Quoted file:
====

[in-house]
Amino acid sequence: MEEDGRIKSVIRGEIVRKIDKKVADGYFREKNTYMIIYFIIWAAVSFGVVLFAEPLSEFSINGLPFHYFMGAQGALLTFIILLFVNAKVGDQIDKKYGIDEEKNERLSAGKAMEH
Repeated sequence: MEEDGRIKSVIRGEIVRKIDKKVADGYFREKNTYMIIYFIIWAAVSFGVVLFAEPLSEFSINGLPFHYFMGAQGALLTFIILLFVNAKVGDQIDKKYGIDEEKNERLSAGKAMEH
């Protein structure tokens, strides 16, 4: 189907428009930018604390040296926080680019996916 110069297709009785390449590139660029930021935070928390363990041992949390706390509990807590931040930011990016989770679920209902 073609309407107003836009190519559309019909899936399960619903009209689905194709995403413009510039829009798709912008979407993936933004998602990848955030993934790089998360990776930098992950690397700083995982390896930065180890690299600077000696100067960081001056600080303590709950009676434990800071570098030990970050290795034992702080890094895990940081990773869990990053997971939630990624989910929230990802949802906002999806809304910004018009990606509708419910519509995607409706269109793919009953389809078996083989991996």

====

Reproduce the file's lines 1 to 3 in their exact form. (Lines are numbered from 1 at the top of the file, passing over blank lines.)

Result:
[in-house]
Amino acid sequence: MEEDGRIKSVIRGEIVRKIDKKVADGYFREKNTYMIIYFIIWAAVSFGVVLFAEPLSEFSINGLPFHYFMGAQGALLTFIILLFVNAKVGDQIDKKYGIDEEKNERLSAGKAMEH
Repeated sequence: MEEDGRIKSVIRGEIVRKIDKKVADGYFREKNTYMIIYFIIWAAVSFGVVLFAEPLSEFSINGLPFHYFMGAQGALLTFIILLFVNAKVGDQIDKKYGIDEEKNERLSAGKAMEH